A press release from the Office of State Representative Will Crocker details the passage of the conference committee report for expanded voting legislation for 2020 state and municipal elections.
House and Senate reach agreement on expanded voting options for 2020 state and municipal elections
BOSTON – The House of Representatives and the Senate have reached agreement on legislation that will provide Massachusetts voters with expanded early, absentee and mail-in voting options for state and municipal elections taking place in 2020.
State Representative Will Crocker (R-Centerville) said House Bill 4820, An Act relative to voting options in response to COVID-19, will give Massachusetts residents more choices on how to cast their ballots so they can safely participate in upcoming elections. The bill represents a compromise reached by a six-member Conference Committee, which worked to reconcile the differences between previous versions of the bill passed by the House and Senate.
The Conference Committee report was accepted by the House on a vote of 157-1 on June 30. The bill is expected to reach Governor Baker’s desk on July 2, following a Senate vote to accept the report and additional votes needed to enact the bill in both branches.
House Bill 4820 requires the Secretary of State to mail applications to all registered voters by July 15 so they can request a mail-in ballot for the September 1 primary election, using a pre-paid return envelope, with a second mailing sent out by September 14 for voters to request a mail-in ballot for the November 3 general election. Applications and ballots must be made available in any language required by the bilingual election requirements of the federal Voting Rights Act.
House Bill 4820 also requires the Secretary of State to develop an online portal for voters to request a mailed ballot. The portal must be operational by October 1 for the general election, but the bill directs the Secretary to develop the portal earlier, if feasible, to accommodate ballot requests for the primary.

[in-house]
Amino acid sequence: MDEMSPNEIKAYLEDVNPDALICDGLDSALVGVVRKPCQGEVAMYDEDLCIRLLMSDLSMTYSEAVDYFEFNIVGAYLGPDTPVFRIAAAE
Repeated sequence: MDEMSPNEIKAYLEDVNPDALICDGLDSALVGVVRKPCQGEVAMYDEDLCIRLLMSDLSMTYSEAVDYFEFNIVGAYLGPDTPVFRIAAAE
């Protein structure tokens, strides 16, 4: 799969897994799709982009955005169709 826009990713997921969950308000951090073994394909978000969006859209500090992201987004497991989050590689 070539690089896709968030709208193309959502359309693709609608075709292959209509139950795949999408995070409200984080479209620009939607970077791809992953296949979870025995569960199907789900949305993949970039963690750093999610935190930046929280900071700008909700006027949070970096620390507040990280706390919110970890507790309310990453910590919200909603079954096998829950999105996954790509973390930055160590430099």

To avoid overcrowding at polling locations on election day, completed early voting ballots can be mailed, delivered in-person to the local clerk’s office, or placed in a secured municipal drop-box, if one is available. Cities and towns will be required to provide early voting hours, including weekend hours, for individuals casting ballots in-person for the primary election from August 22-28, and from October 17-October 30 for the general election.
Representative Crocker said House Bill 4820 gives municipal clerks the ability to process ballots received by mail before election day, as long as those ballots are kept secured, locked and unexamined, and no results are announced until after the polls close. Cities and towns can also eliminate the check-out table at polling locations to further reduce the number of poll workers needed.
House Bill 4820 allows cities and towns to change a polling location for reasons of public health or public convenience, provided the vote to change the location takes place at least 20 days prior to the election. The bill also requires communities seeking to change a polling location to post a report on their website at least three days prior to the vote detailing whether the change in location will have a disparate impact on access to the polls based on race, national origin, disability, income or age.
The bill also requires the Secretary of State to:
• provide regulations by July 15 for electronic poll books to be used for the 2020 state elections and all future elections;
• conduct a public awareness campaign on the expanded voting options available to voters;
• promulgate emergency regulations to ensure the use of public health safeguards at early
voting sites and polling places, including personal protective equipment and social distancing guidelines between poll workers and voters;
• report back to the Legislature on how voting can be made more accessible for voters with disabilities; and
• report on the costs of implementing the changes included in the bill.